In comments that might surprise many, Myanmar’s opposition leader Aung San Suu Kyi has said that she remains “fond” of her country’s army despite the way it treated her and its brutal suppression of democracy.
“It’s genuine, I’m fond of the army,” she told the BBC in a candid interview recorded at her home in Mynamar in December.
The Nobel Laureate, who spent 15 of the last 21 years under house arrest ordered by Mynamar’s military dictatorship, insisted that she felt no embarrassment at being called a “poster girl” for the army.
“There are many who have criticised me for being what they call a poster girl for the army — very flattering to be seen as a poster girl for anything at this time of life — but I think the truth is I am very fond of the army, because I always thought of it as my father’s army,” she said.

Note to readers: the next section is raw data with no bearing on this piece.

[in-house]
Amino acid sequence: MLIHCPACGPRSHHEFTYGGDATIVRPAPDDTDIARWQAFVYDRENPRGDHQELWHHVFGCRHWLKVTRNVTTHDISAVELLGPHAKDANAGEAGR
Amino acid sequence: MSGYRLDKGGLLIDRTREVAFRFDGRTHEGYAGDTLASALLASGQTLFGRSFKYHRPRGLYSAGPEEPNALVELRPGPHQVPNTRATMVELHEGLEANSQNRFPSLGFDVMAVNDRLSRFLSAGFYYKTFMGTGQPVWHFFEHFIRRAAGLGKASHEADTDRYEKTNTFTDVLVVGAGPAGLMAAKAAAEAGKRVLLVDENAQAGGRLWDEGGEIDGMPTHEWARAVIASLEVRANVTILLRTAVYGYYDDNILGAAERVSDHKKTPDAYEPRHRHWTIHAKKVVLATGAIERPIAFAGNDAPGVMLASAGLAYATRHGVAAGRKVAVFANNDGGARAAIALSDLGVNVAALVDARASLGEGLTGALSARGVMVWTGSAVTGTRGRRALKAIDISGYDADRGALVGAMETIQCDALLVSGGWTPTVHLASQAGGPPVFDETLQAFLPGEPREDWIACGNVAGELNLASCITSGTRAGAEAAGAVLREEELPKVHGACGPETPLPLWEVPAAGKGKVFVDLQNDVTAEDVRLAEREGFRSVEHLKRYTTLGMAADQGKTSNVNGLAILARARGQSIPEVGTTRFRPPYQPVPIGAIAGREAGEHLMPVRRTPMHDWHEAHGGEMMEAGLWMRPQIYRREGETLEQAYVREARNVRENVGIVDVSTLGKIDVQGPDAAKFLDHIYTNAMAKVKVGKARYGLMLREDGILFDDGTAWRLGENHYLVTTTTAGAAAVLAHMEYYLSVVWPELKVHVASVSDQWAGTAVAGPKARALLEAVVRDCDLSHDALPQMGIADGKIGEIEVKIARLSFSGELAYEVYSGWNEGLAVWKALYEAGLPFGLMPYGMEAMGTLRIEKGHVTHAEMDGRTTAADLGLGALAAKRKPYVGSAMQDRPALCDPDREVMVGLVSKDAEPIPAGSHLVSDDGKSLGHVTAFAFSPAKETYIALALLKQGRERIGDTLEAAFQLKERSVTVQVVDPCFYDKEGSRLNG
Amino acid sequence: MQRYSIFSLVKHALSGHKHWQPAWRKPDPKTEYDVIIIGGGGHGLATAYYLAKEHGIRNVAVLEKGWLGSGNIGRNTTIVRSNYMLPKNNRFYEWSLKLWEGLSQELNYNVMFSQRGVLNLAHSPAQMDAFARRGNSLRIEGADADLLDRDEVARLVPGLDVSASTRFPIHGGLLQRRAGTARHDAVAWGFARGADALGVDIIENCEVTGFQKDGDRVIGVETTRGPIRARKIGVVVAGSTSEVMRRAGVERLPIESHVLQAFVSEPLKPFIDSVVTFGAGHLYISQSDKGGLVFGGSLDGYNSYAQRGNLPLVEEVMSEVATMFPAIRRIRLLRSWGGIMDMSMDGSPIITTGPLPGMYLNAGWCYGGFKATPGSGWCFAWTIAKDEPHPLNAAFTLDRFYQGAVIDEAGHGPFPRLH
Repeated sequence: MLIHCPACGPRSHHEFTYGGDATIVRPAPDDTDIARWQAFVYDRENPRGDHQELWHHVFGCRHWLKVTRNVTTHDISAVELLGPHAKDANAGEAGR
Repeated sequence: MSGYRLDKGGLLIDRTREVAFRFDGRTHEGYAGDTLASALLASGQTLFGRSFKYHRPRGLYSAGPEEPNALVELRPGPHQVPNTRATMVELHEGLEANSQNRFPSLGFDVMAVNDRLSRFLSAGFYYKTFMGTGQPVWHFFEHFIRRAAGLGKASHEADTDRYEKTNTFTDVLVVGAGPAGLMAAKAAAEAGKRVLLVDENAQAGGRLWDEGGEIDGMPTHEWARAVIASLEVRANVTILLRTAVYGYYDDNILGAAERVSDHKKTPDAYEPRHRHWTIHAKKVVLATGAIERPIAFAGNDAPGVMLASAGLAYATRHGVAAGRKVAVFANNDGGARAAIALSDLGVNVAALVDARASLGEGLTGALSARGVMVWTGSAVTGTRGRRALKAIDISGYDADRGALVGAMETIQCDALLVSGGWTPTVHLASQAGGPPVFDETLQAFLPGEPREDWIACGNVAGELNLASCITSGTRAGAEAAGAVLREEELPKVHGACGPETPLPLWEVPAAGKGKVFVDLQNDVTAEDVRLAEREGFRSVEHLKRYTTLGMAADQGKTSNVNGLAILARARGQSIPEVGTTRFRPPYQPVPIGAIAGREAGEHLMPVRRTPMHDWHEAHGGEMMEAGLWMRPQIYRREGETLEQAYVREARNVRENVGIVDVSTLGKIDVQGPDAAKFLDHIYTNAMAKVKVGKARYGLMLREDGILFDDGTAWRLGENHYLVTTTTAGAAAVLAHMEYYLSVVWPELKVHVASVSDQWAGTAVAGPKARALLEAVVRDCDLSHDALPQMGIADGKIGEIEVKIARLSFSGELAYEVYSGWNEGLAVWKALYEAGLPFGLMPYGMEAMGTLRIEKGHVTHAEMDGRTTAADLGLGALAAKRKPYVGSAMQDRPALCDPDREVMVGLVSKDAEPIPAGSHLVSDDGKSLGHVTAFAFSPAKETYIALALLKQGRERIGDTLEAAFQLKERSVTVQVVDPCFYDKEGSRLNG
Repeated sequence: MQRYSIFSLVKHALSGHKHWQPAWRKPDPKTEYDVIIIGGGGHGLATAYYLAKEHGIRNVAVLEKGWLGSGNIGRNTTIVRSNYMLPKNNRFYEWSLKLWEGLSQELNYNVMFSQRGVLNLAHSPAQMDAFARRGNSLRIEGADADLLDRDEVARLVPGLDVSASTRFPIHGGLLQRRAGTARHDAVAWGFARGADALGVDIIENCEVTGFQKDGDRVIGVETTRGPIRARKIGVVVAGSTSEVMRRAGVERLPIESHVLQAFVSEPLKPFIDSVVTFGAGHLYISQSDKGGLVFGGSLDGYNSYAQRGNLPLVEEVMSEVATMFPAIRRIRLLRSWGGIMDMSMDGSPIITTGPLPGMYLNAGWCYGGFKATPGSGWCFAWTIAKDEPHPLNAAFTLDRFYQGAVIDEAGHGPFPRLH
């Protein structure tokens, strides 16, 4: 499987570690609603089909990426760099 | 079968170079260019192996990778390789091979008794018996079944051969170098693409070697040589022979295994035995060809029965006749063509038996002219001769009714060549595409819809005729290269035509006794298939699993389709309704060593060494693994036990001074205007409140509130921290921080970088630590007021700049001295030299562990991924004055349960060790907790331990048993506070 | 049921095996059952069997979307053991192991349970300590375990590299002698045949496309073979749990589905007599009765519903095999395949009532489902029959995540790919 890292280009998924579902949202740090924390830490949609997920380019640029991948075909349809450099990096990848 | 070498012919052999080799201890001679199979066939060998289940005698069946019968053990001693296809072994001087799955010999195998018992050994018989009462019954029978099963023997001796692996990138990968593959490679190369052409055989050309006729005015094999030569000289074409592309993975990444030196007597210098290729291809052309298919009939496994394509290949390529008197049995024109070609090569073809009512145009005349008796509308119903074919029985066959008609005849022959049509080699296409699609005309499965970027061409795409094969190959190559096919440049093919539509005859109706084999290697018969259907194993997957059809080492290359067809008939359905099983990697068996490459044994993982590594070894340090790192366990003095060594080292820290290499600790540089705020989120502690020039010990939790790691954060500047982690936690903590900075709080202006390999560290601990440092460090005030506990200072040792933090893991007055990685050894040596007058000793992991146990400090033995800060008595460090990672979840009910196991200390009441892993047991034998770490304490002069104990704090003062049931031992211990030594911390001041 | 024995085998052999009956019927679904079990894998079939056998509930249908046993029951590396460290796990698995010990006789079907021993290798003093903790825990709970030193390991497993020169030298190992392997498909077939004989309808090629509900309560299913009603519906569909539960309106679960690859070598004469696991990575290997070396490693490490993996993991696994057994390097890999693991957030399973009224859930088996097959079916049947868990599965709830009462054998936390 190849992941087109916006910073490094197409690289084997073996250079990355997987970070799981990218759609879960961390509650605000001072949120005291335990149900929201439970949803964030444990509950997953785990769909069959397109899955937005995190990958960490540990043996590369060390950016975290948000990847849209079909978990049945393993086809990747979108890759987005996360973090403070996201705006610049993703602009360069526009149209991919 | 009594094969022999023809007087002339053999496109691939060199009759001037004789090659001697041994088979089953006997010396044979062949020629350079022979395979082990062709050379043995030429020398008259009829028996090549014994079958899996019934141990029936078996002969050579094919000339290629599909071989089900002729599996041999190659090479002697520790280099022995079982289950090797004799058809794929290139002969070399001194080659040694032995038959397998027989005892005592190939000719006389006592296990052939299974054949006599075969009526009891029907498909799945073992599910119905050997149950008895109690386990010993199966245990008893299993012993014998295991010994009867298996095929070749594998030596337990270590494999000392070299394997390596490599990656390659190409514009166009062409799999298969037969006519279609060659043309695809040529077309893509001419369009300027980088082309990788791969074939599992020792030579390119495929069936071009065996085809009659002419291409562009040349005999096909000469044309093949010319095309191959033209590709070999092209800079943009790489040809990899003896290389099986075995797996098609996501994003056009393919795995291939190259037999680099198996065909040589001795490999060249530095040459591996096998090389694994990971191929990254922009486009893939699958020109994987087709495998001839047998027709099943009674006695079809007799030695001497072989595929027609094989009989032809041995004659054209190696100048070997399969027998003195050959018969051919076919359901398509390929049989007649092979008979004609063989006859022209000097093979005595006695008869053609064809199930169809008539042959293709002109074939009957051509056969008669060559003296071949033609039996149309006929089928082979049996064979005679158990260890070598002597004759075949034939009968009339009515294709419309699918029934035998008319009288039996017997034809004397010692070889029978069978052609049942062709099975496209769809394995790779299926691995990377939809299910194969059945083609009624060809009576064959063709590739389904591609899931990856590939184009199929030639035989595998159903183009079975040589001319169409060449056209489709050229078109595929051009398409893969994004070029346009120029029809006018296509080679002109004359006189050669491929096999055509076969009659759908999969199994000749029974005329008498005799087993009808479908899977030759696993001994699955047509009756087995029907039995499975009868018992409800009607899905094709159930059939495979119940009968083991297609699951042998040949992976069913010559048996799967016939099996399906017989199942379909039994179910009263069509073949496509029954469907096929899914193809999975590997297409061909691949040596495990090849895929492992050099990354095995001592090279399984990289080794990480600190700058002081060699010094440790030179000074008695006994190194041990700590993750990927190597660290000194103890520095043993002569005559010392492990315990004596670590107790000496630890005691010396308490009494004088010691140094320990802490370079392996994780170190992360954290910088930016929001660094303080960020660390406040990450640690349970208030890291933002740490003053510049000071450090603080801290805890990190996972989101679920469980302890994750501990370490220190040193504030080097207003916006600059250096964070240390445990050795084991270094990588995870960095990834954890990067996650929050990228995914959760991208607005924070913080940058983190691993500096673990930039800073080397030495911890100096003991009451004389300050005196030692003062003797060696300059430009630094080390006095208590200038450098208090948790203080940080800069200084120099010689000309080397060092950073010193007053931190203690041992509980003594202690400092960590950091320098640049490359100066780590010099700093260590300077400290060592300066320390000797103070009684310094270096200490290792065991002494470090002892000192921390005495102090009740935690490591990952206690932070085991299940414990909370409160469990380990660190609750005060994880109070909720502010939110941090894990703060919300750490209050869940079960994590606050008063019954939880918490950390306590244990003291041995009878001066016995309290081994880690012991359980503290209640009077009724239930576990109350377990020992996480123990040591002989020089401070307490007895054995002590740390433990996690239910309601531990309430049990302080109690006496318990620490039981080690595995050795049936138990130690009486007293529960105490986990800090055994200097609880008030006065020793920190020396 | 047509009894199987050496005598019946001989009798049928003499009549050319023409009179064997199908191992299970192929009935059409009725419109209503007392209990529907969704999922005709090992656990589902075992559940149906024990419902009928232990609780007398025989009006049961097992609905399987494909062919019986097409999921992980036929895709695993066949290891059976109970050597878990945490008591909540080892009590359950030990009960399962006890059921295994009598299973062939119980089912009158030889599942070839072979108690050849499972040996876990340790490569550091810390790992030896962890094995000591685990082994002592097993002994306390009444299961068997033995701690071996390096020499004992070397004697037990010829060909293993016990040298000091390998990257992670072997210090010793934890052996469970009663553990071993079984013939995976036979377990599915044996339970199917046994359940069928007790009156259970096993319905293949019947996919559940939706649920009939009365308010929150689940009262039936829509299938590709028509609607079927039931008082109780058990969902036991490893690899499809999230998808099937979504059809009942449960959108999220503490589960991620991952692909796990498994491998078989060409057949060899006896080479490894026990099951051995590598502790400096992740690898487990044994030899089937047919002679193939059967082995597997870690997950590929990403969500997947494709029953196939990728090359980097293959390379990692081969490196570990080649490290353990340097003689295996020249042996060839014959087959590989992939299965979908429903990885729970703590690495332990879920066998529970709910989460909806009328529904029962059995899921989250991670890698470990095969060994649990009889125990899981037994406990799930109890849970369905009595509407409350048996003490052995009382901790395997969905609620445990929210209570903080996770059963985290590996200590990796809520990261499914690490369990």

Reminded of the atrocities committed by the army against its own people, she replied: “It’s terrible what they’ve done and I don’t like what they’ve done at all, but if you love somebody I think you love her or him in spite of and not because of.”
‘Father of the Army’
Ms. Suu Kyi explained that she grew up being told that her father “was the father of the army and that all soldiers were his sons and that therefore they were part of my family”.
“You always look forward to a time when they will be able to redeem themselves.”
Ms. Suu Kyi, who leads the opposition National League of Democracy (NLD), was first placed under house arrest by the military junta in 1989 after she returned home from Britain to nurse her sick mother.
Her husband, the academic Michael Aris, was refused visa to visit her before he died of cancer in 1999.
She said that she had warned her husband before their wedding that “that my country would always come first”.
“I never thought that domesticity was my whole life.”
BBC presenter Kirsty Young, who interviewed her for Radio 4’s famous “Desert Island Discs” programme , said she was so overwhelmed by her that she forgot a key question on air and had to be prompted by her producer.